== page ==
Doppler Labs wants to change how you listen to concerts

By John Lagomarsino, The Verge
Author:
Publish date:
Social count:
0
By John Lagomarsino, The Verge
here active listening_white buds-and-phone (1).jpg

Here Active Listening System

Ask co-founder Noah Kraft what the goal of Doppler is, and he says, "we want to put a computer, speaker, and mic in everyone's ear." That's precisely the idea behind Doppler's Here Active Listening System. Here is a pair of small battery-powered buds with a microphone, a speaker, and a near-zero-latency digital sound processor (DSP) designed to alter, in real time, the way we hear the world.The primary goal of the system is to enhance the sound of live performances, custom tailored to the listener's own preferences and perspective. It's a niche product aimed at audiophiles who really care about the way things sound. Here aims to enhance live audio in three ways. First, there's a simple volume control. The microphones take input from the world, and Here either attenuates or amplifies the overall volume. Second, Here can apply a suite of equalizer effects to emphasize or suppress certain frequencies in the sound spectrum. The system will also target specific frequencies with anti-noise to further suppress, say, the frequencies of a baby crying, or an overactive hi-hat cymbal in a live mix. Lastly, Here also comes with a set of effects like flange, reverb, delay, fuzz, and bitcrusher to further mess with the world around you.You control all of this through a smartphone app, which sends your settings to the buds via Bluetooth. However, all the processing occurs in the buds themselves; the app is simply a remote control for Here. MORE@TheVerge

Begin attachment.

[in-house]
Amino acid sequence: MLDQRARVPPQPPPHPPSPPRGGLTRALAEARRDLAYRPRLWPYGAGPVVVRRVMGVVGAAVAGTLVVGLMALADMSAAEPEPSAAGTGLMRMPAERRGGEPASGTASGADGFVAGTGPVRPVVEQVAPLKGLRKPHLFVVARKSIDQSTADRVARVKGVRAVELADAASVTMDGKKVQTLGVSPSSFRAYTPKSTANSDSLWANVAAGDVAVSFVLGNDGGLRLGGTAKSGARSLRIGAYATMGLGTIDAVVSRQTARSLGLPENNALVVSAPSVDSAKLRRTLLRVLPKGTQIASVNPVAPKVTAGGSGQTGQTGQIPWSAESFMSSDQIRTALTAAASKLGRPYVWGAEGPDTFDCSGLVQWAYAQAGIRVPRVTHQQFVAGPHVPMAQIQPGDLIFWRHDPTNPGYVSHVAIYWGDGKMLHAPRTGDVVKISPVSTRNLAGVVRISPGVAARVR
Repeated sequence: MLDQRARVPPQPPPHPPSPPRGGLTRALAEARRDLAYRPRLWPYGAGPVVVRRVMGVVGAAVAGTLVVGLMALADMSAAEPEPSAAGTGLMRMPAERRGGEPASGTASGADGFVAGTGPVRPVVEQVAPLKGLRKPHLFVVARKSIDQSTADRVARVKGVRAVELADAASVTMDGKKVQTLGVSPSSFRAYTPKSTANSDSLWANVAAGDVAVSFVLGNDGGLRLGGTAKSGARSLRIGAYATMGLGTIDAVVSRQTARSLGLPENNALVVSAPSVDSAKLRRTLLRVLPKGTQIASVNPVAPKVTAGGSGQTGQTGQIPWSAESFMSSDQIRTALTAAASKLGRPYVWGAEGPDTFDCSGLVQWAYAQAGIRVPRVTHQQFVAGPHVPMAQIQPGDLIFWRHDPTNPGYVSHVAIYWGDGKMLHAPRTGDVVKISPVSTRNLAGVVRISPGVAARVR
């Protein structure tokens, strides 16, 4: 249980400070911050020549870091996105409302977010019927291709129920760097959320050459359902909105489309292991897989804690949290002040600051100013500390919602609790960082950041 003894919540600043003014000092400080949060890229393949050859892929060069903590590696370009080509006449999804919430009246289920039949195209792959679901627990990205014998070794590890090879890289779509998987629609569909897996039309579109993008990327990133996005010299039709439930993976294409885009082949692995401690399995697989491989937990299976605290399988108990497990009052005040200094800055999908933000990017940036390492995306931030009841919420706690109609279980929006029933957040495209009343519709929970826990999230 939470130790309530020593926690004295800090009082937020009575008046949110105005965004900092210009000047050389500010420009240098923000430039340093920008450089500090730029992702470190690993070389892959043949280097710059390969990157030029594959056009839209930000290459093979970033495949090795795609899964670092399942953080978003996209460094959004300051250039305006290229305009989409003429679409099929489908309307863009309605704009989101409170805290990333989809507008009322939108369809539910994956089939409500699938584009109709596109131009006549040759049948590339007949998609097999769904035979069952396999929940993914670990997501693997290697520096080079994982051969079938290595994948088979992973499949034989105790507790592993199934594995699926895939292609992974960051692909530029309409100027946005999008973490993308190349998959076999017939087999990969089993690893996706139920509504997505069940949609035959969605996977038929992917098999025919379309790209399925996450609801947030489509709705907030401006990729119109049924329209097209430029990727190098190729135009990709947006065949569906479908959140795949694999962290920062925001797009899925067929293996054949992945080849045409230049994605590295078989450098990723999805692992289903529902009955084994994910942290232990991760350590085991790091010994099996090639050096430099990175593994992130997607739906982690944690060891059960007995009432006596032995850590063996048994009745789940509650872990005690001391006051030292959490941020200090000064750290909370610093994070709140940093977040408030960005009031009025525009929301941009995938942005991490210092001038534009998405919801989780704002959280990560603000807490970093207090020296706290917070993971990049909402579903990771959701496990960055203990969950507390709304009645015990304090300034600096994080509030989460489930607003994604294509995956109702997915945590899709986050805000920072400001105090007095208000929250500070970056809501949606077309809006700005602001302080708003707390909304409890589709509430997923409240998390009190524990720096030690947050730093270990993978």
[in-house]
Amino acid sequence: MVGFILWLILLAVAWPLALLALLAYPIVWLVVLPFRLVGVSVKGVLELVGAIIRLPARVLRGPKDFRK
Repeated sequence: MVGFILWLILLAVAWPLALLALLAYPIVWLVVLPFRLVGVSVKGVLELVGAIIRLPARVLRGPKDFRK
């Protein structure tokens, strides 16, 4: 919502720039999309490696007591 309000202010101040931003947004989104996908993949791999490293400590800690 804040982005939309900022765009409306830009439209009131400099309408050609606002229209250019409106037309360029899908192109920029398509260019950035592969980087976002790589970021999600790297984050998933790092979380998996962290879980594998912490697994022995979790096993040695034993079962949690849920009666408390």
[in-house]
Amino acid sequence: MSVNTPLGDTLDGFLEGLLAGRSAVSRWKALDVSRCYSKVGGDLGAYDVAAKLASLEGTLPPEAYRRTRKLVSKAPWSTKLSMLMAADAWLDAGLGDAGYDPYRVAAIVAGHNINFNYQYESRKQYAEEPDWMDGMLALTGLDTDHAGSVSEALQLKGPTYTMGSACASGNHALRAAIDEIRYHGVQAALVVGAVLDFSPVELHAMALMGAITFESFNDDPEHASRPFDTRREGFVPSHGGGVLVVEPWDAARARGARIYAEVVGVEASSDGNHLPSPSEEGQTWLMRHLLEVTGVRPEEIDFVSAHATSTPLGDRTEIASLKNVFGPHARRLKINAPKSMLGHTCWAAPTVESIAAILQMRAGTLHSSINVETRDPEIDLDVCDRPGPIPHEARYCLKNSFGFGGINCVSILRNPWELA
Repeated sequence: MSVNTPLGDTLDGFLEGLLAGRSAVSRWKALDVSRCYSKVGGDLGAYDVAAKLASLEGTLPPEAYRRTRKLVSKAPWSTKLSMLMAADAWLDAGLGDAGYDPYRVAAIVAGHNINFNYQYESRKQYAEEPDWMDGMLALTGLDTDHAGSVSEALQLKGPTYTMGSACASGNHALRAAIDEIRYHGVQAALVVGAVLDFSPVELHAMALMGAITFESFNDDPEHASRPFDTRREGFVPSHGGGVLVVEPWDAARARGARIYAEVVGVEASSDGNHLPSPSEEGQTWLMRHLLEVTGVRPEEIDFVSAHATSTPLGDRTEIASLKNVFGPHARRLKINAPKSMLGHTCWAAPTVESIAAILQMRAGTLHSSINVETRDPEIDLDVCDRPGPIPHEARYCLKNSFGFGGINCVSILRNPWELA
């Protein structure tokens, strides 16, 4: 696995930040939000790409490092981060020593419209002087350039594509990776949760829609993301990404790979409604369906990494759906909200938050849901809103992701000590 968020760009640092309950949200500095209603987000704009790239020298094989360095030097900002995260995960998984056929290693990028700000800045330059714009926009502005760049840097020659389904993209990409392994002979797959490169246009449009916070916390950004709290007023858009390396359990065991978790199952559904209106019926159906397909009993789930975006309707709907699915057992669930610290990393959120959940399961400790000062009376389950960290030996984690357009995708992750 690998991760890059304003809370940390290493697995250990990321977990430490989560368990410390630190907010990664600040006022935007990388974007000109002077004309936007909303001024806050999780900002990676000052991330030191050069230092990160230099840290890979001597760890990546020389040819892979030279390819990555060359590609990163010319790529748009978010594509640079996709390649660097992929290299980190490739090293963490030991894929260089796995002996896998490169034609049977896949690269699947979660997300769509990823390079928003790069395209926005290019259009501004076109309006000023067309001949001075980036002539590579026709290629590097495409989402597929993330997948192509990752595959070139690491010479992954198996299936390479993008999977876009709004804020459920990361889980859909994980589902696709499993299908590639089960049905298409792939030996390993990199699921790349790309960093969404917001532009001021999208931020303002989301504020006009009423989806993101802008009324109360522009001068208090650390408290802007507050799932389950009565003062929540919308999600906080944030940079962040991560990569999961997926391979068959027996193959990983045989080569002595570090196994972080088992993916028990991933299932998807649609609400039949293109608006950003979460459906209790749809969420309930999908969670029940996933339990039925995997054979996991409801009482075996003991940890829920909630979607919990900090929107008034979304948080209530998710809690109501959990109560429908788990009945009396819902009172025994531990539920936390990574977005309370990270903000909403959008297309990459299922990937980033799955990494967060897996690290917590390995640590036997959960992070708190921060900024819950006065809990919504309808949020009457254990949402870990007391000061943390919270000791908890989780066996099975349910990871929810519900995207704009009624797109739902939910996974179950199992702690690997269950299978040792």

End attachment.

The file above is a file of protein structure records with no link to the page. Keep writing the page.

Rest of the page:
Featured

Related

download (2).jpeg

In depth: Windows 10 review

Looking back at Windows 8, it’s easy to see where Microsoft went wrong. It was a giant bet on touch-based computing, but it made using a PC with a keyboard and mouse awkward, frustrating, and outright confusing. In our original review, I wrote that there was a “risk of alienating ...read more

mp.jpeg

Apple admits the Mac Pro was a mess

Apple admitted that its flashy 2013 Mac Pro redesign was a mistake, and executives indicated that Apple intends to better support its professional users in the future. “I think we designed ourselves into a bit of a thermal corner, if you will,” one of Apple’s top executives ...read more

Image placeholder title

How Do You SPL Relief?

How Do You SPL Relief? Apr 12, 2010 12:00 PM, By George Petersen Figure 1. OSHA-defined permissible noise exposure standards in the workplace.Anyone who works with sound-reinforcement systems spends a lot of time dealing with a lot of unsolved mysteries. The most common of ...read more